Eagle Ambassadors, Inc. - Lloyd Rhoades '70

Lloyd Rhoades '70

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Lloyd Rhoades comes from a family that was always very active in school. Growing up in Curtin Village, PA, he followed in the footsteps of his older sister, Kaye Labman ’59, and older brother, Dick Rhoades ’60, to attend BEASD and keep himself very busy during his time there.

Lloyd was in the band, participated in junior and senior plays, worked at the school newspaper, served as president of the student council, and was the school chess champion for four years. In addition to all of those activities, he was also a wrestler. His lasting legacy to the school is the wrestling program that he helped to build and that continues to have an impact today.

When Lloyd graduated the elementary wrestling program was very informal, and they had to train at the Bellefonte YMCA.

“YMCA membership was expensive,” he explains, “and the technique wasn’t what we wanted it to be.”

After Lloyd graduated from BEASD he went on to earn two degrees from Penn State – in Business Administration and Operations Management. BEASD and wrestling remained a passion of his and when he was just 26 years old he made a presentation to the board to start a formal wrestling program in the elementary school. On average, one hundred and twenty kids participated from grades three through six.

“Joe Humphreys was my wrestling coach at BEA. He also taught social studies and gym,” says Lloyd. “If I’m asked who inspired me in my life, Joe is one of the top three, along with my father and brother.”

Joe Humphreys was a hall of fame wrestling coach who was also a world-renowned fly fisherman, making it into the National Fly Fishing Hall of Fame and fishing with the likes of former President Jimmy Carter.

Joe’s brother, Dick, was also a wrestler. He wrestled in college at Lock Haven University, later returning to BEASD to teach and coach for 32 years.

Surrounded by examples of men like this, it is no wonder that Lloyd went on to give back in so many ways over the years.

Lloyd’s father, Lloyd Sr., served on BEASD’s board for sixteen years. When it came time for him to leave, Lloyd urged him not to go. His father in turn, urged Lloyd to run. He did, and in 1989 he was elected. He remained on the board for 14 years and acted as Treasurer from 2003 – 2014.

Lloyd continued to grow and refine the elementary school wrestling program. During the 1980s, the BEA high school team became a dominant force in the state. In the 1990’s, BEA won every district championship, seven regional championships, and was the #1 ranked team in the state three different years. In 1999, the team was state team dual champions and state tournament champions, as well as being selected national champions by the three major polls.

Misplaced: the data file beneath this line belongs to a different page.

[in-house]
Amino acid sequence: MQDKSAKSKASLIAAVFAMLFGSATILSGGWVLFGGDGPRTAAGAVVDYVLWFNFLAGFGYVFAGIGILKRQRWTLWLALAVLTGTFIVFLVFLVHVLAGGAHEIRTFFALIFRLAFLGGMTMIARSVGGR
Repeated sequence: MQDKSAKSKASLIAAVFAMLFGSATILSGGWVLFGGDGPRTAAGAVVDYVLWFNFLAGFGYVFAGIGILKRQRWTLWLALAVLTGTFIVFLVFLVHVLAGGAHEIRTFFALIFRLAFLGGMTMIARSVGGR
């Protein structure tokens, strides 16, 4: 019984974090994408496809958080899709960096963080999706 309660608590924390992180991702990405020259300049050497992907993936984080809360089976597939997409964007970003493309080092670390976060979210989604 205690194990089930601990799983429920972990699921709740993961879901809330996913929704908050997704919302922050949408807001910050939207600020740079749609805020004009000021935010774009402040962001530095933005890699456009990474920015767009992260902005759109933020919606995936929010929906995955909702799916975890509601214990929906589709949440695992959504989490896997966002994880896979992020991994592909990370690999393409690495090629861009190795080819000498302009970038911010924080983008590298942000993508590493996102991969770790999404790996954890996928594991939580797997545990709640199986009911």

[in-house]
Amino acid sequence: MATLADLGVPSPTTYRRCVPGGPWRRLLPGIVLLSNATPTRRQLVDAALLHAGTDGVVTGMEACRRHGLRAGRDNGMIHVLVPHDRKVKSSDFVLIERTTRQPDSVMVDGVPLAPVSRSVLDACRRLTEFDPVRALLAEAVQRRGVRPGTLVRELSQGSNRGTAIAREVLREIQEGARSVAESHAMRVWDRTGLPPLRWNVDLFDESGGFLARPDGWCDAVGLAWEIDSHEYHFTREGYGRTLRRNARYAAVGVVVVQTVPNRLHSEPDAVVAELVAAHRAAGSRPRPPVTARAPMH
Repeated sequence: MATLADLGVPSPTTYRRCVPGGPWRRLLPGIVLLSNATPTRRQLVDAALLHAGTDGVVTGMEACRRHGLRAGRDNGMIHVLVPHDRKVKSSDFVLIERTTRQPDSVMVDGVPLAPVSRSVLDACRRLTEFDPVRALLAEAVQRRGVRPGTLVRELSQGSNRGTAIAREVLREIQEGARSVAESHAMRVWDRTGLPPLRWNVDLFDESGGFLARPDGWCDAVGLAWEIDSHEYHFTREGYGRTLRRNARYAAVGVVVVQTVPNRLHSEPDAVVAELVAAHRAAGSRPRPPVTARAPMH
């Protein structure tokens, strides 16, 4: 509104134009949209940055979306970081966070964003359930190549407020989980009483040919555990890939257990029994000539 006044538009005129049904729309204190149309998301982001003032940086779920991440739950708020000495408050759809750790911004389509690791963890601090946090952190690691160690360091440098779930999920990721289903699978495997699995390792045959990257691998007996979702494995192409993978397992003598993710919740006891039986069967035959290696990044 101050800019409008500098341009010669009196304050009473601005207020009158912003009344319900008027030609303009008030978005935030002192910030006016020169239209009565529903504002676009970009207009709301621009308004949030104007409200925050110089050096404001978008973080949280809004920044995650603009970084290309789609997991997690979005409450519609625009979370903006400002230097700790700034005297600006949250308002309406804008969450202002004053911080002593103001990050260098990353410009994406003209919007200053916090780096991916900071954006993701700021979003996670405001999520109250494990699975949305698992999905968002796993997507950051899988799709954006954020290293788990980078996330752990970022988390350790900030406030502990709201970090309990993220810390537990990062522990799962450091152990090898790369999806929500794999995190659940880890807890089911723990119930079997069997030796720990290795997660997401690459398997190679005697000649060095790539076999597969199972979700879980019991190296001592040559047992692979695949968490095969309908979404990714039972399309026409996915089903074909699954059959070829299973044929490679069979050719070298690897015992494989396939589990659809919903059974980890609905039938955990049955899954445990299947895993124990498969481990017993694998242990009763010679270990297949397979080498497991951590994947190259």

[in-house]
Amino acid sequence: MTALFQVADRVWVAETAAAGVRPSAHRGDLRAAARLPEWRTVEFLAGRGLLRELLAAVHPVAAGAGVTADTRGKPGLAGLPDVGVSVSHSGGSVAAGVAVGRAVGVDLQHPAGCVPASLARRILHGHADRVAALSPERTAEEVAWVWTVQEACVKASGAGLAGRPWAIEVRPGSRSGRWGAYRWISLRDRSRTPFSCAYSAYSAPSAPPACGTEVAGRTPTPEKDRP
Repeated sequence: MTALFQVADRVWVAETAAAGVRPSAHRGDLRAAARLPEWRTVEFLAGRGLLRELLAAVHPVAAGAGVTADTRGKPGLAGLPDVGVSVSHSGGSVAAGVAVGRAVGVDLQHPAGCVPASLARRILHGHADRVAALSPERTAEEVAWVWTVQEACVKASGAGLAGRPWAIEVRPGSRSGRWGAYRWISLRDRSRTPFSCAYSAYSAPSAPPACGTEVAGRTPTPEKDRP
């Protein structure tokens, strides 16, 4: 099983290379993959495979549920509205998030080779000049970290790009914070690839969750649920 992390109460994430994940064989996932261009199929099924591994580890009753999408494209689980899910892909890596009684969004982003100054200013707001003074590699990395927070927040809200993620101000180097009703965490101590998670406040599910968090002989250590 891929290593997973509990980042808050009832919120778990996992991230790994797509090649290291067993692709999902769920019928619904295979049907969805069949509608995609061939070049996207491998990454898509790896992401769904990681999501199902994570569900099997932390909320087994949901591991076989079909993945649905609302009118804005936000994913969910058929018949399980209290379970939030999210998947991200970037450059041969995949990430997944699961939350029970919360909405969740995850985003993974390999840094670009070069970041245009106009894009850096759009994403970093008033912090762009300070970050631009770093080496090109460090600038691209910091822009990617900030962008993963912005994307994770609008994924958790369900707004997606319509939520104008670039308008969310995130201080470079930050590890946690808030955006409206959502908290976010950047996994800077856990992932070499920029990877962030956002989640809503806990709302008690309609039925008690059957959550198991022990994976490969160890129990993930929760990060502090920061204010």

Both Lloyd and his brother are in the National Wrestling Hall of Fame. The program that he developed at BEASD became the model for wrestling programs everywhere. He did all of this as a volunteer.

“Sure I sometimes had to spend money to drive the team to matches and things like that,” he says. “Back then seat belt laws weren’t like they are today. I could fit eight kids in my Impala station wagon.”

Lloyd also expanded his volunteer ethic and business skills across the state.  Since the early 90s he has been the Chief Business Officer for Pennsylvania Junior Wrestling, the oldest and largest Youth Wrestling organization in the United States. Since 2012, he has been in a similar role for the Pennsylvania Chapter of the National Wrestling Hall of Fame.

Lloyd had a successful career that recently came to an end in February 2014 when he retired. His most recent job was at Penn State as the Manager of Central Services, a title that encompassed many things. He was in charge of all of the skilled technician shops on campus (electricians, plumbers, locksmiths). He also managed landscape operations, refuse and recycling, the service garage, and snow removal. Managing a team of about 320 employees, it was one of Lloyd’s many jobs to see that snow was cleared from 14,000 parking spots, 60 miles of roads, and 30 miles of sidewalk.

“The university essentially never closes,” he says. “We had to find ways to keep students fed. During winter I became an amateur meteorologist watching the weather very closely.”

Now that he’s retired, Lloyd has returned to the wrestling program at BEASD and is now managing the elementary wrestling program. He wants to reinstitute the program that he started and it looks like many others do as well. Lloyd has nearly 30 assistants already on board helping him.

“The coolest part about it is that three quarters of the guys helping are guys that I coached,” he says proudly. “They have kids of their own now and they want them to wrestle.”

When asked what his advice would be to current BEASD students, Lloyd encourages students to aim high.

“Live the experience,” he says. “Challenge yourself and don’t think there’s something that you can’t do. If you aspire highly, you achieve highly.”

Lloyd married his wife Eileen in 1974. They have three children, all BEASD graduates – Julie Valora ’95, Mickey Rhoades ’96, and Matthew Rhoades ’98.

You can watch an interview with Joe Humphreys, Dick Rhoades, Bill Fisher, and Lloyd on the Eagle Ambassador’s YouTube channel.